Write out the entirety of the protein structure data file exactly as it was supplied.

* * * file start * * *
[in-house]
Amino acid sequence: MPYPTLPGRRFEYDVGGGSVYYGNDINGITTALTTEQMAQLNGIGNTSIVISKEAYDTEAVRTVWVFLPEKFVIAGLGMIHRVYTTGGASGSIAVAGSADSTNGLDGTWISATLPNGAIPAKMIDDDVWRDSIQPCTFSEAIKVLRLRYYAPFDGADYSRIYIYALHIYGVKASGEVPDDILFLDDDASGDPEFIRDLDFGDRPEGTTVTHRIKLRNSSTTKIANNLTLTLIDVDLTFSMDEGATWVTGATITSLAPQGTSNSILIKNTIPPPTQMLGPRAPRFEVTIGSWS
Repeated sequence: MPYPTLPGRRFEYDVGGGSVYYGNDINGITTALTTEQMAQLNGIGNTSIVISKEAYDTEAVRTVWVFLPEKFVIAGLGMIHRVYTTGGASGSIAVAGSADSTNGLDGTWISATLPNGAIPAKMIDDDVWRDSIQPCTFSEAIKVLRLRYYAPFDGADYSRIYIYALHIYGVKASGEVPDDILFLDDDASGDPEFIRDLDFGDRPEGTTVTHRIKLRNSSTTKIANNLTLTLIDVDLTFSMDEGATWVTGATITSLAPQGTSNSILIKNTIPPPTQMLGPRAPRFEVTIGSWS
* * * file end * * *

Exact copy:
[in-house]
Amino acid sequence: MPYPTLPGRRFEYDVGGGSVYYGNDINGITTALTTEQMAQLNGIGNTSIVISKEAYDTEAVRTVWVFLPEKFVIAGLGMIHRVYTTGGASGSIAVAGSADSTNGLDGTWISATLPNGAIPAKMIDDDVWRDSIQPCTFSEAIKVLRLRYYAPFDGADYSRIYIYALHIYGVKASGEVPDDILFLDDDASGDPEFIRDLDFGDRPEGTTVTHRIKLRNSSTTKIANNLTLTLIDVDLTFSMDEGATWVTGATITSLAPQGTSNSILIKNTIPPPTQMLGPRAPRFEVTIGSWS
Repeated sequence: MPYPTLPGRRFEYDVGGGSVYYGNDINGITTALTTEQMAQLNGIGNTSIVISKEAYDTEAVRTVWVFLPEKFVIAGLGMIHRVYTTGGASGSIAVAGSADSTNGLDGTWISATLPNGAIPAKMIDDDVWRDSIQPCTFSEAIKVLRLRYYAPFDGADYSRIYIYALHIYGVKASGEVPDDILFLDDDASGDPEFIRDLDFGDRPEGTTVTHRIKLRNSSTTKIANNLTLTLIDVDLTFSMDEGATWVTGATITSLAPQGTSNSILIKNTIPPPTQMLGPRAPRFEVTIGSWS